It is not always necessary to replace the ballast if it is fouled, nor must all the ballast be removed if it is to be cleaned. Removing and cleaning the ballast from the shoulder is often sufficient, if shoulder ballast is removed to the correct depth.Selig & Waters 1994, p. 1430.] Solomon 2001, p. 41.] While this job was historically done by manual labour, this process is now, like many other railway maintenance tasks, a mechanised one, [Institution of Civil Engineers 1988, p. 231.] with a chain of specially-designed railroad cars handling the task. One wagon cuts the ballast and passes it via a conveyor belt to a cleaning machine, then the cleaning wagon washes the ballast, and deposits the dirt and ballast into other wagons for re-use or disposal, respectively. Such machines can clean up to two kilometres of ballast in an hour.IFSC #37, ch. 9.]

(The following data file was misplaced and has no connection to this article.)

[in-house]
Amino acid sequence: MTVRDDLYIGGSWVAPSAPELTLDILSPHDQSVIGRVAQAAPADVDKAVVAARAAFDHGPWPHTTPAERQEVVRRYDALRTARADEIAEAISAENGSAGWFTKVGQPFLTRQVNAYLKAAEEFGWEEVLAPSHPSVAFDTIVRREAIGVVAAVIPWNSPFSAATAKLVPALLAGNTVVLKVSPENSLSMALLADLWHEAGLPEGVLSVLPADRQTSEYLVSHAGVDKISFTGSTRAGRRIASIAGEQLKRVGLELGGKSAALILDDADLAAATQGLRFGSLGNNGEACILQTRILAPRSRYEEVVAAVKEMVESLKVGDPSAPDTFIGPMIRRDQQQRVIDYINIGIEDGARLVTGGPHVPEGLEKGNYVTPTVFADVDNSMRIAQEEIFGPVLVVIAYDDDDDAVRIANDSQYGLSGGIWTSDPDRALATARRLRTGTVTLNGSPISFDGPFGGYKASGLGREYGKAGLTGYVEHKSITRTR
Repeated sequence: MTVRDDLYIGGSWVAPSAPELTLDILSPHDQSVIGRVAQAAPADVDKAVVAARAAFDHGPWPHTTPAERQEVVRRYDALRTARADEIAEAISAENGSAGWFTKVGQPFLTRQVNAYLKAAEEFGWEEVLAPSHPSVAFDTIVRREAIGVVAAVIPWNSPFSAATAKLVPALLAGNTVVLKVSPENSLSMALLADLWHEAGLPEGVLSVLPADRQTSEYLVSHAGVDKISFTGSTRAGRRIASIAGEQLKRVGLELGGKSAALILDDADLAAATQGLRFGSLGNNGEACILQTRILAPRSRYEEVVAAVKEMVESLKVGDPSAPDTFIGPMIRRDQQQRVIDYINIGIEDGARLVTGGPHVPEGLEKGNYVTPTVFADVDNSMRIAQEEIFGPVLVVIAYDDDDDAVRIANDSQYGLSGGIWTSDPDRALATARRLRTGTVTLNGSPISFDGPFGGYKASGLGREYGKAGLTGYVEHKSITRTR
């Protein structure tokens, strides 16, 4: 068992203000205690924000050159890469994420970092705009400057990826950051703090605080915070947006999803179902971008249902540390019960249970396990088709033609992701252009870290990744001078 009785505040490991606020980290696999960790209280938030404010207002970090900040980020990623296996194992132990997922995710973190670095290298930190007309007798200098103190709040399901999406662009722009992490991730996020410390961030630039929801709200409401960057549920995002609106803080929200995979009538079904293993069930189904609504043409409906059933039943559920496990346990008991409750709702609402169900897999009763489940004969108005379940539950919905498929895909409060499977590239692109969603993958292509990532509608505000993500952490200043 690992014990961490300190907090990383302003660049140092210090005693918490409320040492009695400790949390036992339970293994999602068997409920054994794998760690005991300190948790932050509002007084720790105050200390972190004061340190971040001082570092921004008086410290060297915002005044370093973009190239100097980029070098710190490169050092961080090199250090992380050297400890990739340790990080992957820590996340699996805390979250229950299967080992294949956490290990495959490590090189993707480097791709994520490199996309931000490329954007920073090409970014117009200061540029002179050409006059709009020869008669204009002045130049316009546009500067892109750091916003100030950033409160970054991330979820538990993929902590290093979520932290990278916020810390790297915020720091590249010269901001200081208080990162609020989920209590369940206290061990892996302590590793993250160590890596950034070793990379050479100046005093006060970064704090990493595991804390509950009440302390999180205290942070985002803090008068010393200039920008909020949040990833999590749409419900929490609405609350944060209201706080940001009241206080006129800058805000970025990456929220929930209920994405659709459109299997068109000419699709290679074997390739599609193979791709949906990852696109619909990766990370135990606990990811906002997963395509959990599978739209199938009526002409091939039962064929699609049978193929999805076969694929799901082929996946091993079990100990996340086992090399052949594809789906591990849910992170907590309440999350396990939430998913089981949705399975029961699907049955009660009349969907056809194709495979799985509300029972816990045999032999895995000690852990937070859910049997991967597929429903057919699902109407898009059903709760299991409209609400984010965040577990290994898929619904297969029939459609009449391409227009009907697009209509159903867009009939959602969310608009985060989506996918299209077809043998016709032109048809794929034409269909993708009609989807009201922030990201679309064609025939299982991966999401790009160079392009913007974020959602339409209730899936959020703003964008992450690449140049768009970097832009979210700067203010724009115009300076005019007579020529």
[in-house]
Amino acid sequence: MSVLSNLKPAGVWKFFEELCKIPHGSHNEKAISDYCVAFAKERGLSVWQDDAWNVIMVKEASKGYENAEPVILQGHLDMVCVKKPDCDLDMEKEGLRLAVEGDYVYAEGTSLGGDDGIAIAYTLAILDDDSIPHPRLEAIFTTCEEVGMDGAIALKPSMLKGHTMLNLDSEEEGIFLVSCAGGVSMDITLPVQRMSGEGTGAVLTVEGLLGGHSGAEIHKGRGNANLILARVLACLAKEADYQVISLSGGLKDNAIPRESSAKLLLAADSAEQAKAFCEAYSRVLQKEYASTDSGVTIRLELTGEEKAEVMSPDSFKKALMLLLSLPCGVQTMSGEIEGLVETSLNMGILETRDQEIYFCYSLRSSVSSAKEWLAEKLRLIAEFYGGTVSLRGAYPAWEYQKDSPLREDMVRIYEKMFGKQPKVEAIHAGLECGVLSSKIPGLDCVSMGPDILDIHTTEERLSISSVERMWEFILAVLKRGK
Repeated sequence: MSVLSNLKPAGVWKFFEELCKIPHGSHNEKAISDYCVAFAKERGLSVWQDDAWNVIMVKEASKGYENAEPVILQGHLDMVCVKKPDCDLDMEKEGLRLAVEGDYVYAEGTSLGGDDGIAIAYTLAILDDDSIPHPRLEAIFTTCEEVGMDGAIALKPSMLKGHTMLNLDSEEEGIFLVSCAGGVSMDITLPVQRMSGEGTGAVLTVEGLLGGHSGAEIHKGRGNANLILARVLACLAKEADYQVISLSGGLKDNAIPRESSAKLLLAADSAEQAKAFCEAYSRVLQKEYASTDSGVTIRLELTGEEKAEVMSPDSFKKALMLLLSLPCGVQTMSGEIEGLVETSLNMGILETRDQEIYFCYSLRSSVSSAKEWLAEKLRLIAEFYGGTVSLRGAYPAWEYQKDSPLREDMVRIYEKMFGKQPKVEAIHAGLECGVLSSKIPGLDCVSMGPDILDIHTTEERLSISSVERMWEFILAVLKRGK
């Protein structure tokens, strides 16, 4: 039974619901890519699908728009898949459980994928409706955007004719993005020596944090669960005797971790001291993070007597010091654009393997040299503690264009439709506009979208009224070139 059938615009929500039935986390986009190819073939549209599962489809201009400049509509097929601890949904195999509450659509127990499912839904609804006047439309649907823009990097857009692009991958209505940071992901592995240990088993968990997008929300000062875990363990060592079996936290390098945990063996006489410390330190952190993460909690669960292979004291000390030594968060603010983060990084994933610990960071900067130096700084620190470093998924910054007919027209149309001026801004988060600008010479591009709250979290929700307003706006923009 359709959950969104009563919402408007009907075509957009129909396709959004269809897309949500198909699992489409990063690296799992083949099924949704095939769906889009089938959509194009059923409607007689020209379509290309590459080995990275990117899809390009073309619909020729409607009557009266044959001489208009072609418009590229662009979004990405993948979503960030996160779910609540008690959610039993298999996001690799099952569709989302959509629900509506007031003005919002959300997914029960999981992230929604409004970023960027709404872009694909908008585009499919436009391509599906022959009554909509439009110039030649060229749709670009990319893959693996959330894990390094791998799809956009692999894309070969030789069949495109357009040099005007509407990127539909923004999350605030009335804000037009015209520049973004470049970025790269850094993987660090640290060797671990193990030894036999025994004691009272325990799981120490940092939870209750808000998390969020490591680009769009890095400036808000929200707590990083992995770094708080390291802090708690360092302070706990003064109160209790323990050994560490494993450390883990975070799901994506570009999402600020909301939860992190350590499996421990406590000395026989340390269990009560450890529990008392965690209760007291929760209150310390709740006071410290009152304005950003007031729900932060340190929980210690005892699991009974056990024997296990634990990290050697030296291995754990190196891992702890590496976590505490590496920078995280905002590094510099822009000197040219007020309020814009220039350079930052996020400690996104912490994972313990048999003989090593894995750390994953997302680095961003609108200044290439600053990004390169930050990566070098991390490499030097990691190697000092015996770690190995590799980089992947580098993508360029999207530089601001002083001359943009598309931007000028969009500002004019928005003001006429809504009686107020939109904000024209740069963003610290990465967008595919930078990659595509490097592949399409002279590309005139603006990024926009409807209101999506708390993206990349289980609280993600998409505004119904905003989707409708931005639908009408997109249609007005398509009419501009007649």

Cleaning, however, can only be done a certain number of times before the ballast is damaged to the point that it cannot be re-used; furthermore, track ballast that is completely fouled can not be corrected by shoulder cleaning.Solomon 2001, p. 43.] In such cases, it is necessary to replace the ballast altogether. One method of "replacing" ballast, if necessity demands, is to simply dump fresh ballast on the track, jack the whole track on top of it, and then tamp it down; alternatively, the ballast underneath the track can be removed with an undercutter, which does not require removing or lifting the track.